calendar July 8, 2020 in ELCA, Faith in action

Sacred Hospitality

Even before the 2019 Churchwide Assembly declared the ELCA a “sanctuary” denomination, congregations have been working out just what it means to be a “sanctuary.”

For First English Lutheran Church in Columbus, OH, it means opening its doors to an undocumented immigrant who had lived in Columbus over a dozen years, held jobs, and paid taxes. Though Miriam Vargas has repeatedly been given extensions to stay in the country by Immigration and Customs Enforcement (ICE), in May 2018 she was told she had 30 days to leave, and decide whether to take her two citizen daughters back to Hondouras, a very dangerous country, or give the girls up for adoption. First English decided to house Vargas and her daughters as she works to become a legal citizen.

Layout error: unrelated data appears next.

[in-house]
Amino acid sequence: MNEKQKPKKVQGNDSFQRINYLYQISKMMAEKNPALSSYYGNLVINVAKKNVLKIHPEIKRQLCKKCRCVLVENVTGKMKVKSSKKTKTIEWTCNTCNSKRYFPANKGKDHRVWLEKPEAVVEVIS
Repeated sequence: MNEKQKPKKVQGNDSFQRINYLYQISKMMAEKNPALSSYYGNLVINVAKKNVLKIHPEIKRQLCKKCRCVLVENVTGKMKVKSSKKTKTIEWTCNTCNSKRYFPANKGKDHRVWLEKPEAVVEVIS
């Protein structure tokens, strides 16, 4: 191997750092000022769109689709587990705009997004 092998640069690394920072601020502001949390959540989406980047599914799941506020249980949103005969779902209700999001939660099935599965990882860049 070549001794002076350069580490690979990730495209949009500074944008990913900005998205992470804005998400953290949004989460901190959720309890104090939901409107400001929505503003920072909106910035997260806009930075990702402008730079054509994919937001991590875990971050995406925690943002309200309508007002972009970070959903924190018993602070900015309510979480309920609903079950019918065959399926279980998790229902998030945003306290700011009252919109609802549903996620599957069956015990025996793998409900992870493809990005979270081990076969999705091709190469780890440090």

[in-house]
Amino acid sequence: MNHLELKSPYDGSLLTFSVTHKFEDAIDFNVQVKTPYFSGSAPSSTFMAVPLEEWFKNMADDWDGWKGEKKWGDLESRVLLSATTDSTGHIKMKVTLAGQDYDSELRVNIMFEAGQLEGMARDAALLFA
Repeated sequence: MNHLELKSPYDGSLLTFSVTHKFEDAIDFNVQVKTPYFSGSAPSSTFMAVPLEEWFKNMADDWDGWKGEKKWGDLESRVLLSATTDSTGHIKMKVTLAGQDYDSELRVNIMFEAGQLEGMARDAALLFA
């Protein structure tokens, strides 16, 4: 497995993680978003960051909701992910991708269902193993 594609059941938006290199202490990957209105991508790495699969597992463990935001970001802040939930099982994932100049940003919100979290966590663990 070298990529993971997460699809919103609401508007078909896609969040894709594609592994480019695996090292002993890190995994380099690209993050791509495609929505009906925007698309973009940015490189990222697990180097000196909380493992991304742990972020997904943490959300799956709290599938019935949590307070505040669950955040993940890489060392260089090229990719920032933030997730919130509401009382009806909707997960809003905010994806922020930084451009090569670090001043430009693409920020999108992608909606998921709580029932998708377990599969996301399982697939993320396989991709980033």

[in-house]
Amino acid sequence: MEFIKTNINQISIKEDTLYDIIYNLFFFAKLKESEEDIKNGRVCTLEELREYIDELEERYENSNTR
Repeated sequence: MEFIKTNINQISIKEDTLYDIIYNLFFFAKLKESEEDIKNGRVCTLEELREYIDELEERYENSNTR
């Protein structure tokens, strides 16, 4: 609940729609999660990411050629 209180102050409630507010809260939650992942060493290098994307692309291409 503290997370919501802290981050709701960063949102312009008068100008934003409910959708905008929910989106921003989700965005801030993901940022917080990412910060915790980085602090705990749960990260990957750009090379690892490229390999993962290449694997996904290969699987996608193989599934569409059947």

For St. Peter Lutheran Church in New York City, sanctuary consists ofproviding individuals in fear of deportation with food, off-site housing, mental health support and other services. “You really have to define sanctuary in your context and what it means to accompany people,” said Christopher Vergara of St. Peter.

Elsewhare, some congregants escort undocumented immigrants to court appointments and asylum proceedings and help them check in with ICE. Congregations host English as a Second Language classes or hold discussions on what our faith says about immigration. Others answer the call in the streets, marching to advocate for just immigration laws.

Sanctuary can be many things, but most agree it’s not a solution to a broken immigration system. Usually, it’s a method of buying time to fight deportation on a legal front. Church leaders stress that the designation does not in any way encourage congregations to break the law.

Learn more of how ELCA congregations are living into sanctuary

Download a study guide: What does it mean to be a sanctuary denomination?